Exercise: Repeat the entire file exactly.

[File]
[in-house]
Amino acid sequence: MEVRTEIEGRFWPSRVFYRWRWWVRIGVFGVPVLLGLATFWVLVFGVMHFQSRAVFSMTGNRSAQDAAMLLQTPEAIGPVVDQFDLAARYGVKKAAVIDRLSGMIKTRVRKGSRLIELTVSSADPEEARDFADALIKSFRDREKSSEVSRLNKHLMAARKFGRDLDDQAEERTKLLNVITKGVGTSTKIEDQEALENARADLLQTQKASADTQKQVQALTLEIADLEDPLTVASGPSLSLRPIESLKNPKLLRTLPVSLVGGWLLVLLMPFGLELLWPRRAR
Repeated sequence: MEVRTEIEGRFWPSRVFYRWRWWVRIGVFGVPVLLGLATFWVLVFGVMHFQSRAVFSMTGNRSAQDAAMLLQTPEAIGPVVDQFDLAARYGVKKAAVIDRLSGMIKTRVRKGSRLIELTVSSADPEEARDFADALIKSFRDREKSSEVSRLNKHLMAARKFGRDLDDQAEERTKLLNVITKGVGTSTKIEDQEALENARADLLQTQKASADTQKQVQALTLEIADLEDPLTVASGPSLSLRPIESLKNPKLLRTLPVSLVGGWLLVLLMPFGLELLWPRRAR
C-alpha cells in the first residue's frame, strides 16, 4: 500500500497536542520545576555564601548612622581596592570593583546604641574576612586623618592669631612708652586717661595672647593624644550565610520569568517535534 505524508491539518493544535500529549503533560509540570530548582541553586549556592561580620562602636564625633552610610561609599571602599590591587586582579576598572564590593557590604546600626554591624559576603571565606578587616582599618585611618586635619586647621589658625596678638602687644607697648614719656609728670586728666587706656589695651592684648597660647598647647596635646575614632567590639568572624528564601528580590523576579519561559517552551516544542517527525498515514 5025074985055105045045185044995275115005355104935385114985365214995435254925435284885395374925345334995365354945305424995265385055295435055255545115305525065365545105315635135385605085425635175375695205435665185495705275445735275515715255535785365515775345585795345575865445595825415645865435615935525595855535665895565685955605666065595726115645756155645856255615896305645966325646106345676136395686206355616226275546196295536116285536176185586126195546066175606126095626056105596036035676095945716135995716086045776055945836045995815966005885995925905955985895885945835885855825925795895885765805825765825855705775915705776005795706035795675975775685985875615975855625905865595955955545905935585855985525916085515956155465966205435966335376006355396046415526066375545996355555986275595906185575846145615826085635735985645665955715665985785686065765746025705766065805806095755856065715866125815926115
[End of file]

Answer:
[in-house]
Amino acid sequence: MEVRTEIEGRFWPSRVFYRWRWWVRIGVFGVPVLLGLATFWVLVFGVMHFQSRAVFSMTGNRSAQDAAMLLQTPEAIGPVVDQFDLAARYGVKKAAVIDRLSGMIKTRVRKGSRLIELTVSSADPEEARDFADALIKSFRDREKSSEVSRLNKHLMAARKFGRDLDDQAEERTKLLNVITKGVGTSTKIEDQEALENARADLLQTQKASADTQKQVQALTLEIADLEDPLTVASGPSLSLRPIESLKNPKLLRTLPVSLVGGWLLVLLMPFGLELLWPRRAR
Repeated sequence: MEVRTEIEGRFWPSRVFYRWRWWVRIGVFGVPVLLGLATFWVLVFGVMHFQSRAVFSMTGNRSAQDAAMLLQTPEAIGPVVDQFDLAARYGVKKAAVIDRLSGMIKTRVRKGSRLIELTVSSADPEEARDFADALIKSFRDREKSSEVSRLNKHLMAARKFGRDLDDQAEERTKLLNVITKGVGTSTKIEDQEALENARADLLQTQKASADTQKQVQALTLEIADLEDPLTVASGPSLSLRPIESLKNPKLLRTLPVSLVGGWLLVLLMPFGLELLWPRRAR
C-alpha cells in the first residue's frame, strides 16, 4: 500500500497536542520545576555564601548612622581596592570593583546604641574576612586623618592669631612708652586717661595672647593624644550565610520569568517535534 505524508491539518493544535500529549503533560509540570530548582541553586549556592561580620562602636564625633552610610561609599571602599590591587586582579576598572564590593557590604546600626554591624559576603571565606578587616582599618585611618586635619586647621589658625596678638602687644607697648614719656609728670586728666587706656589695651592684648597660647598647647596635646575614632567590639568572624528564601528580590523576579519561559517552551516544542517527525498515514 5025074985055105045045185044995275115005355104935385114985365214995435254925435284885395374925345334995365354945305424995265385055295435055255545115305525065365545105315635135385605085425635175375695205435665185495705275445735275515715255535785365515775345585795345575865445595825415645865435615935525595855535665895565685955605666065595726115645756155645856255615896305645966325646106345676136395686206355616226275546196295536116285536176185586126195546066175606126095626056105596036035676095945716135995716086045776055945836045995815966005885995925905955985895885945835885855825925795895885765805825765825855705775915705776005795706035795675975775685985875615975855625905865595955955545905935585855985525916085515956155465966205435966335376006355396046415526066375545996355555986275595906185575846145615826085635735985645665955715665985785686065765746025705766065805806095755856065715866125815926115